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README.md

README.md

A Gentle Introduction to Clojure Through Turtles

Objectives:

  1. Have fun with turtles
  2. Learn about programming
  3. Learn about Clojure

Section 1. Hello World

Open Nightcode if it's not already open (see the setup instructions if you have not already downloaded Nightcode).

cd ~/Downloads/
java -jar nightcode-1.3.2-standalone.jar

In the lower left pane, type

(println "Hello, World!")

You should see this:

This is the traditional first program you write in any language. Congratulations, you've just written your first program in Clojure!

(Don't worry about the fact that it says "nil" right after "Hello, World!". We'll explain that later.)

Section 2. Turtles

Something called "turtle graphics" is a very common way to teach programming to beginners, because it's fun and provides immediate visual feedback.

Imagine a little robot turtle on a piece of paper. It has a pen connected to its belly, with the tip of the pen touching the paper. You can tell it to move forward, left or right, and it will leave a mark. We'll be running virtual turtles that behave in the same way.

Get your turtle up and running

If you haven't already, go to Nightcode and import the "welcometoclojurebridge" project that we downloaded (by using the git clone command) during the setup time (again, if you haven't done this yet, refer to the setup instructions.

Now open the walk.clj file, whose full name is welcometoclojurebridge/src/clojurebridge_turtle/walk.clj.

To get to it, click on the plus sign next to each of those folders (welcometoclojurebridge, src, clojurebridge_turtle), then click on walk.clj to open it.

Now click the "Run with REPL" button in the lower right hand pane. You'll have to wait about 30 seconds until it prints several lines of output and gives you a REPL prompt (REPL stands for Read-Evaluate-Print-Loop -- we'll explain later) where you can type.

At this point, click the "Reload" button, and it should give you a window with a turtle in it (a little triangle).

Start drawing with your turtle

Into the lower right pane of Nightcode, type in the following commands (hit "Enter" after typing each line):

(forward 50)
(right 45)
(forward 50)

Pretty cool, right?

But what's all that text that gets output after every command you run, like {:trinity {:length 50}} ? Don't worry about that -- we'll explain it later.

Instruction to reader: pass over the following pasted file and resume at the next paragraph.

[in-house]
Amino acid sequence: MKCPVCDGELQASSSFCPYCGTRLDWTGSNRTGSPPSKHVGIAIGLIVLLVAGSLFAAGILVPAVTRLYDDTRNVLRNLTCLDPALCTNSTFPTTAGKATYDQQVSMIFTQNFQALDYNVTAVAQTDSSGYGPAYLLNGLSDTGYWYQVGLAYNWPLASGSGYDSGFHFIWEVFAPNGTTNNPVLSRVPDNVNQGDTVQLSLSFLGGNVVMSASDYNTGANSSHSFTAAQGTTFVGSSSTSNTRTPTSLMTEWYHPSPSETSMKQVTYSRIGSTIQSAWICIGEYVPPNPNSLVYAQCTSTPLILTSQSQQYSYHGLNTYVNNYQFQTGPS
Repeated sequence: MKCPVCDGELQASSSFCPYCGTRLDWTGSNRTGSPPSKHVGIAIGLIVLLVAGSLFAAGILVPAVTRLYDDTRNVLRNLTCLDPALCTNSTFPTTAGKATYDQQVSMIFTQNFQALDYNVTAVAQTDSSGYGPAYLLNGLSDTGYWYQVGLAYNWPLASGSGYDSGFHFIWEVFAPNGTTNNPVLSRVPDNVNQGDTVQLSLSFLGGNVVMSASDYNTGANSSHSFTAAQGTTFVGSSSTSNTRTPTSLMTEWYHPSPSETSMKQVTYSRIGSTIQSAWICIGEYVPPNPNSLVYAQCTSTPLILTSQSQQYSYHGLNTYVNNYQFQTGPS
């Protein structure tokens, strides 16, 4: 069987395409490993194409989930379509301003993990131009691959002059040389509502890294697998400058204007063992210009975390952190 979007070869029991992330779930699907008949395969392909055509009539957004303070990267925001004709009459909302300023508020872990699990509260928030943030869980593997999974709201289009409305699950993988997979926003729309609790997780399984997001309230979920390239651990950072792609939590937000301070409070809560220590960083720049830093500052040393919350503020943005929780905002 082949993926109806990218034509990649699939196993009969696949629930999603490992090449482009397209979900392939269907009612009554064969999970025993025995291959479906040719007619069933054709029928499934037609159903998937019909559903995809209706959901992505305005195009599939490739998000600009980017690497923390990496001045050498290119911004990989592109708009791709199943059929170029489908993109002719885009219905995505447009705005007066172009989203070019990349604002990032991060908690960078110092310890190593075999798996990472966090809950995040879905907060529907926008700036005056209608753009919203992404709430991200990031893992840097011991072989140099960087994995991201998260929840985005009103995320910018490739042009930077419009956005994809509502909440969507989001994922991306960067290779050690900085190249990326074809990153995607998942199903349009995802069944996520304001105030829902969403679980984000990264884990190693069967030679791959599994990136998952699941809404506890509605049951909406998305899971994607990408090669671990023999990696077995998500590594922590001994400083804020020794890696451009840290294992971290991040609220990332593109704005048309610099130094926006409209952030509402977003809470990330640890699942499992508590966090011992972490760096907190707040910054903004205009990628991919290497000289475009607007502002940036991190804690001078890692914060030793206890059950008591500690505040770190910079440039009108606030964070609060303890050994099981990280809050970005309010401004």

Three ways to undo the turtle's drawings

If you want to undo the most recent thing you did with your turtle, you can use undo

(forward 50)
(right 45)
(forward 50)
(undo)

If you want to clear away all your lines, use clean:

(forward 50)
(right 45)
(forward 50)
(clean)

And if you want to clear away all the lines and send the turtle back to its starting place and starting angle, use init:

(forward 50)
(right 45)
(forward 50)
(init)

You may be asking yourself at this point, what's up with the parentheses?

Good question.

All commands in Clojure are surrounded by parentheses, and the first thing after the opening parenthesis is always the name of the command, also called a "function".

If the function needs what is called an "argument" -- like a distance for a turtle to travel -- then the "argument" goes after the name of the function, as in (forward 50), where the function name is forward and the argument is 50.

Exercises

Ok, let's play with some turtles! Make sure to try different distances for forward and different angles for left and right. See if you can make some interesting shapes and patterns! If you're looking for something to do:

Exercise 1: Make a square

Exercise 2: Make an equilateral triangle (Hint: the angle to turn each time is 120 degrees).

Section 3: Arithmetic

You can add, subtract, multiply, and divide numbers:

(+ 1 1) 
; One plus one is two, so this should print:
; 2

(- 12 4) 
; Twelve minus four is eight, so this should print:
; 8

(* 7 2)
; Seven times two is fourteen, so this should print:
; 14

(/ 10 2) 
; Ten divided by two is five, so this should print:
; 5

Note: The semicolons just mean that everything after that on the line gets ignored by the computer because it's not code; it's only meant to be read by humans.

But whoa, what's up with putting the arithmetic symbols before the numbers?

This is called "prefix notation", as opposed to the way we're used to writing math, which is "infix notation".

It's a direct consequence of what we were talking about earlier -- in Clojure, everything we do can be thought of as running a function, and the name of the function always goes first, right after the opening parenthesis. In this case those math symbols (+, *, etc.) are the function names.

Note that a "function" can be a thing that does something -- like (forward 50), which moves a turtle, or it can be a thing that returns something, meaning gives us the answer to a question, like "What is one plus one?": (+ 1 1).

Some people love prefix notation and some people hate it. It's a long and complicated argument, but check out this one example where prefix notation comes in handier:

(6 + 7 + 3 + 2 + 6 + 9)

vs.

(+ 6 7 3 2 6 9)

You can also combine arithmetic expressions in one line:

(+ 8 (/ 20 4)) 
; => 8 + 20/4 = 8 + 5 = 13

Exercise 1: Play around with arithmetic for a while. Try to do make some compound expressions, like (+ 8 (/ 20 4)) above.

Exercise 2: Use arithmetic in some turtle commands! Like this, which will move the turtle forward 50:

(forward (* 5 10))